2131D Meyer Hall

John M. Eadie, Ph.D.

  • Professor
  • Department of Wildlife, Fisheries, and Conservation Biology
  • Former Avian Sciences Graduate Group Chair
My research integrates studies in behavioral ecology with analyses of population biology and conservation genetics. Most of our work focuses on waterfowl, but we are also studying other avian communities. On-going projects include: (1) field studies of the ecology and evolution of reproductive parasitism in Barrow's and Common Goldeneyes, Wood Ducks, and Black-headed Ducks; (2) development of molecular genetic techniques (DNA fingerprinting, PCR, DNA sequencing) to study kinship, parentage, and phylogenetic relationships among the Anatidae; and (3) field studies and computer modeling of the interactions between social behavior, demography, and community structure in cavity-nesting waterfowl. Our field sites include California, Argentina, British Columbia, and Ontario.
1079 Academic Surge

Thomas Hahn, Ph.D.

  • Professor
  • Department of Neurobiology, Physiology, and Behavior
Interfaces of behavior, endocrine and neuroendocrine physiology, ecology, and evolution. Specifically environmental regulation of avian annual schedules of reproduction, plumage molt and migration; scheduling tradeoffs between current reproduction and survival (future reproduction); evolution of mechanisms of responses to environmental cues such as day length, food, social factors; effects of unpredictable environmental events on behavior and physiology of free-living birds. Avian communication, especially use of heterospecific mimicry in song, and learned non-song vocalizations.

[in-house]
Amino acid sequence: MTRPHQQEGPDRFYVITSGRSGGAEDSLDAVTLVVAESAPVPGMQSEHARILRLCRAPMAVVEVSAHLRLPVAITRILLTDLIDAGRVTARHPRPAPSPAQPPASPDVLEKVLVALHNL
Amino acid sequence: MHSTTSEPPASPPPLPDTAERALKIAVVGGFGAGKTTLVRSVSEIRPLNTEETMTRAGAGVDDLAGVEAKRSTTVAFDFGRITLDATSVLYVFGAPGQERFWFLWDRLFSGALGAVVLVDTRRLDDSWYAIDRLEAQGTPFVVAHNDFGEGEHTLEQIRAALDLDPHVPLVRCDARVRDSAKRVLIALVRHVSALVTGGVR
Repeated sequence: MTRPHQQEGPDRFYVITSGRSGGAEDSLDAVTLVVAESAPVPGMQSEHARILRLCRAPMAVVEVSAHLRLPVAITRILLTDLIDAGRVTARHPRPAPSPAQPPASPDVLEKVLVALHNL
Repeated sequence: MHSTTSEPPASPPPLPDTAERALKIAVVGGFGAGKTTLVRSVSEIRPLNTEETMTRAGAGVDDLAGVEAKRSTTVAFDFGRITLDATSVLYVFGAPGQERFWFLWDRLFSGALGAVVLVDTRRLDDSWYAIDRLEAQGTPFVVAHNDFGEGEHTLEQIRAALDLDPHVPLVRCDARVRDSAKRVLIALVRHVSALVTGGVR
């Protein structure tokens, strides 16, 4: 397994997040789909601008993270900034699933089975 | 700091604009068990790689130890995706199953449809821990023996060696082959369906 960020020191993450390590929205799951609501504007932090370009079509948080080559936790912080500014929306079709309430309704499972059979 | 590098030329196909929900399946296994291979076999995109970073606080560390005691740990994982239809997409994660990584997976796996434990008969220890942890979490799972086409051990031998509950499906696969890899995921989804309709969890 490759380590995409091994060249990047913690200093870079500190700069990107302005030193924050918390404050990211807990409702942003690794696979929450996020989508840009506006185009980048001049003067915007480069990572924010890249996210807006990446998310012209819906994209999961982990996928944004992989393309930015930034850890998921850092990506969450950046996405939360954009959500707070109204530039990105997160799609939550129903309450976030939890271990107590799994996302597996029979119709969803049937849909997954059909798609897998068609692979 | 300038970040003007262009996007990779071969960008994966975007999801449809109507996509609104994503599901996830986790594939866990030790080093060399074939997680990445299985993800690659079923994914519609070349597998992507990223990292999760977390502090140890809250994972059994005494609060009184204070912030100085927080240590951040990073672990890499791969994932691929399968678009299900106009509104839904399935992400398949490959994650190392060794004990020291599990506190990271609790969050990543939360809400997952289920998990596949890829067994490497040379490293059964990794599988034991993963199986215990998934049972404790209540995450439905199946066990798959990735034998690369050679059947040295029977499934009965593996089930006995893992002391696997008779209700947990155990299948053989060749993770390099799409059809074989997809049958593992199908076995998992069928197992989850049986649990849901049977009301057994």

102 Animal Communication Lab

Michelle Hawkins, VMD, DABVP (Avian Practice)

  • Professor, Companion Avian and Exotic Animal Medicine and Surgery
  • Director of the California Raptor
  • Department of Medicine and Epidemiol, School of Veterinary Medicine
The focus of our laboratory is on anesthesia, analgesia, and critical patient care for avian species. Current areas of research include (1) determining the number and distribution of opioid receptors in the brain and spinal cord of various species of birds to help focus studies of analgesic drugs and (2) evaluating the pharmacokinetics and pharmacodynamics of analgesic drugs in birds for use in the treatment of avian pain. Our laboratory also conducts other studies that apply directly to avian medicine, such as the assessment of clinicopathologic changes in birds associated with specific diseases.